Last time, I had introduced two models of directed topological spaces, namely of topological spaces with a local direction of time:
- Marco Grandis’ d-spaces , which are pairs (X, dX) of a topological space and of a collection dX of paths (namely, continuous maps from [0,1] to X), the so-called d-paths, that contains all the constant maps, and is closed under concatenation and reparametrization;
- Sanjeevi Krishnan’s prestreams , which are pairs (X, (⊑U)U ∈ OX) of a topological space X and a precirculation (⊑U)U ∈ OX, namely a collection of preorderings ⊑U on U, one for each open subset U of X, with a monotonicity property: if U ⊆ V, then for all points x, y of U such that x ⊑U y, we also have x ⊑V y. (Oops, I had not mentioned the name “precirculation” last time; so yes, we are going to call those collections of preorderings precirculations, and there will be things called circulations below.)
I would like to explain how S. Krishnan’s notion of stream emerges naturally from the relation between the two notions. I initially had plans for explaining much more that what I am going to say below, but I am just returning from holidays, and I have not been able to devote the usual 3 to 4 days that it usually takes me to write one of my (now monthly) blog posts. There is some good in any evil, as one says, and this will allow me to concentrate on just one topic, instead of trying to attack too many questions at once.
The real subject of  is not prestreams, rather streams, which I will talk about today. Perhaps the simplest way of introducing them is to recall Emmanuel Haucourt’s S ⊣ D adjunction , and to find new properties of those prestreams produced by applying the S functor to an arbitrary d-space.
The situation is similar with the O functor from Top to the opposite of the category CLat of complete lattices, mapping every topological space to its complete lattice of open sets. Soon enough we realize that all such lattices obey the so-called frame distributivity law. We call such lattices frames, and we realize that they are interesting in their own right. Not all frames are obtained by applying O to a topological space. Similarly, the interesting property we will find of prestreams obtained by applying S to a prestream will turn them into so-called streams. This will be an interesting notion in its own right, although not all streams are obtained by applying S to a d-space.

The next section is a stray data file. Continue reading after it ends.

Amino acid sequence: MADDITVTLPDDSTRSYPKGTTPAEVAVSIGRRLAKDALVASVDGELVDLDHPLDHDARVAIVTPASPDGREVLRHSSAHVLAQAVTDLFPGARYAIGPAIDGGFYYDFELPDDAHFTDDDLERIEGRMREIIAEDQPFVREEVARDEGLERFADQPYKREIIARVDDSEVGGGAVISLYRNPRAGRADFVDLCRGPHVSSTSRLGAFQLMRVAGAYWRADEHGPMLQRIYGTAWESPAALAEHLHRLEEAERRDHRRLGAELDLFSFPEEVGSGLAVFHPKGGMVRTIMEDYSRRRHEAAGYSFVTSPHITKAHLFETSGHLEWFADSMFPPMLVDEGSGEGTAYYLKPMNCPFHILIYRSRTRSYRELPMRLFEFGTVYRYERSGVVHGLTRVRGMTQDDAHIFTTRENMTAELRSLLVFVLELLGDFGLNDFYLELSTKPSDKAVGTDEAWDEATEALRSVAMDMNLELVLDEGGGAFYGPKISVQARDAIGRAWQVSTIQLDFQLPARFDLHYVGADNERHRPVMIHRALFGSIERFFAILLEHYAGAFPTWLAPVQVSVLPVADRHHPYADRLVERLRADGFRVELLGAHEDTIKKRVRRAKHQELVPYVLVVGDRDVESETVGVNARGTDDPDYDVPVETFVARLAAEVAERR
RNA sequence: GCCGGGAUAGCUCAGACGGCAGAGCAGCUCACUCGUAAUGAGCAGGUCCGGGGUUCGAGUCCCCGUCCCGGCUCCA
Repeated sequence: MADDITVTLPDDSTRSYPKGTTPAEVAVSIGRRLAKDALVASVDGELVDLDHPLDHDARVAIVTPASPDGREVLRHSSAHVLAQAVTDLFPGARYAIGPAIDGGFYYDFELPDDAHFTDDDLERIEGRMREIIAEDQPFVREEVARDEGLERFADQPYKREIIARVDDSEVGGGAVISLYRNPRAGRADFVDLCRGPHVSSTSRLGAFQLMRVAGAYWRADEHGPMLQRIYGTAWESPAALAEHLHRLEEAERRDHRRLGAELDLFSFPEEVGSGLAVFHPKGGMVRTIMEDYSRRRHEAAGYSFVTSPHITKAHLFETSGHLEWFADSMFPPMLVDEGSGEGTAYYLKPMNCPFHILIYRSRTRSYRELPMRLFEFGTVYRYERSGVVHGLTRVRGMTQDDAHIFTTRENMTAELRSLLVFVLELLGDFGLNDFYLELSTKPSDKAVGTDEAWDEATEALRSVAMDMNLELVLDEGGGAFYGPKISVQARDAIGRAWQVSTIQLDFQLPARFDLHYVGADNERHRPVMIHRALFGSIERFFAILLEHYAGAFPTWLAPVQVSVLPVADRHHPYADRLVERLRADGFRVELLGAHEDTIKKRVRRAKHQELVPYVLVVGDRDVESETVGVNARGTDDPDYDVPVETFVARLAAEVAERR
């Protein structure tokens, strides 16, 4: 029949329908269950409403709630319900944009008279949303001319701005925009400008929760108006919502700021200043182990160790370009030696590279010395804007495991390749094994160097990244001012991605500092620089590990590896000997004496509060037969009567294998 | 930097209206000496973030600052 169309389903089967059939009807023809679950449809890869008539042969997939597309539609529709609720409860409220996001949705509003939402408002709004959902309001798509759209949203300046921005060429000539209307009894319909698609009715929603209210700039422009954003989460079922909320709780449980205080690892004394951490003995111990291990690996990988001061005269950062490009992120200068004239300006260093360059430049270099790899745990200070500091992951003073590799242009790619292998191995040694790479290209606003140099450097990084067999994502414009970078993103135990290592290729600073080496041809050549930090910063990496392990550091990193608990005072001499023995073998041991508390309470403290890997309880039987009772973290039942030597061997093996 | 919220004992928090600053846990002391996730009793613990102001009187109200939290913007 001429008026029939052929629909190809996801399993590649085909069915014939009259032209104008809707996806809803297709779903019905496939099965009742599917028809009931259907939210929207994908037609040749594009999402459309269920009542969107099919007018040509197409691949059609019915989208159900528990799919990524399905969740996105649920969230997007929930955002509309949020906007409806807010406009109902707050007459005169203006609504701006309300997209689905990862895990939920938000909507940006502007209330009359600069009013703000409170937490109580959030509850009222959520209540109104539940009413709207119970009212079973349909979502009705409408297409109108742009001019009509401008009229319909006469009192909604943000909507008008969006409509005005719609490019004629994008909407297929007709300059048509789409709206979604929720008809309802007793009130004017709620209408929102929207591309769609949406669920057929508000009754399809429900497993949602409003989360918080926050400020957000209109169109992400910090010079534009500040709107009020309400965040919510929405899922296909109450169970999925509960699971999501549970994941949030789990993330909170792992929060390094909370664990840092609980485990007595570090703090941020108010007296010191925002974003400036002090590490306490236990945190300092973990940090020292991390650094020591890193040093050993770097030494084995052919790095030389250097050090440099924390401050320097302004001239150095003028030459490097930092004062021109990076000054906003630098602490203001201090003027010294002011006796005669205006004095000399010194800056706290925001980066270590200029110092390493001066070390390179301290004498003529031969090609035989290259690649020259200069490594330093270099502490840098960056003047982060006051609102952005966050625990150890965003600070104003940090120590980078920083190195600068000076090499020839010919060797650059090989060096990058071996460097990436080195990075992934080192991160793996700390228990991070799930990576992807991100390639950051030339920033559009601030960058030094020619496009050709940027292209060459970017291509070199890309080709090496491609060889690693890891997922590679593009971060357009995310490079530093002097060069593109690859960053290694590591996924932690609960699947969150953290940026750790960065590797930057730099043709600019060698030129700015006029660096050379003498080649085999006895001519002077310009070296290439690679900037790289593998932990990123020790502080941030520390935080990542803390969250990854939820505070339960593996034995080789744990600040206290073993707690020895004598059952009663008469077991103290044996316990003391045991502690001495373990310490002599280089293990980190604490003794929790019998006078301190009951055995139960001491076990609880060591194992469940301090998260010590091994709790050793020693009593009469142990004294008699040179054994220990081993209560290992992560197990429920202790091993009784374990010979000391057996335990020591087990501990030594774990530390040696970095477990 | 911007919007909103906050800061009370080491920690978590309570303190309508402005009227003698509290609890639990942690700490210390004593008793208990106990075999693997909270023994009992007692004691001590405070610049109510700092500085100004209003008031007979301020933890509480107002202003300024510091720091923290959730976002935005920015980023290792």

All right, so how does S work? Given a d-space (X, dX), we decide to define S(X, dX) as (X, (⊑U)U ∈ OX), where for every open subset U of X, as the following preordering on U: x ⊑U y if and only if there is a d-path γ from x to y (i.e., γ(0)=x and γ(1)=y), whose image Im γ is entirely included in U.
Fact. Let (X, (⊑U)U ∈ OX) ≝ S(X, dX). Then (⊑U)U ∈ OX is a circulation, namely: for every open subset U of X, for every open cover C of the subspace U (namely, each V ∈ C is open in X and included in U), ⊑U coincides with the “join” of the preorderings ⊑V, V ∈ C, in the sense that:
for all points x, y in U, x ⊑U y if and only if there are finitely many elements V1, …, Vn of C and matching elements x0, x1, …, xn such that x=x0 ⊑V1 x1 ⊑V2 … ⊑Vn xn=y.
The latter formulation implicitly entails that x0 and x1 are both in V1, x1 and x2 are both in V2, …, xn–1 and xn are both in Vn. I will explain what this “join” is, really, later.
Proof. This is a consequence of the compactness of [0,1], really, plus a certain form of connectedness. Let me recall that we equip [0,1] with its usual Hausdorff topology; not with its Scott topology, for example.
The if direction is trivial: if x=x0 ⊑V1 x1 ⊑V2 … ⊑Vn xn=y, we must have x=x0 ⊑U x1 ⊑U … ⊑U xn=y.
Conversely, we use the fact that (X, (⊑U)U ∈ OX) is equal to S(X, dX): hence there is a d-path γ : [0,1] → X such that γ(0)=x, γ(1)=y, and Im γ ⊆ U. The situation is as follows:
Also, U = ∪C, so U really is a union of open subsets, which we display as the following collection of darker blue potato shapes; each one is an open set V from the cover C.
Then γ–1(U) = ∪V ∈ C γ–1(V), and therefore the sets γ–1(V), V ∈ C, form an open cover of [0,1].
The desired sets V1, …, Vn are obtained by extracting a finite subcover of that open cover of [0,1], as you may guess. In pictures, here is what we are looking for:
Let us get on with the technical details.
A base of the topology of [0,1] is given by what I will call open intervals: those are the intersections of actual open intervals of R with [0,1], hence are sets of the form ]a,b[ with 0≤a<b≤1, and also sets of the form [0,b[ with 0<b≤1, and ]a,1] with 0≤a<1.
For each t ∈ [0,1], t is in γ–1(V) for some V ∈ C, and since γ–1(V) is open, t must be contained in some open interval I[t] contained in that set γ–1(V). The open sets I[t], t ∈ [0,1], themselves form an open cover of [0,1], and we extract a finite subcover I[t1], …, I[tm]. Here is how this finite subcover, consisting of open intervals, may look like.
We massage the latter list in order to ensure that none of the latter intervals contains any other, by removing any I[tj] that is included in some I[tk], for some k≠j, iteratively. For example, there are two intervals containing 0 in the picture above, and we keep only the larger of the two. In pictures, we obtain the following.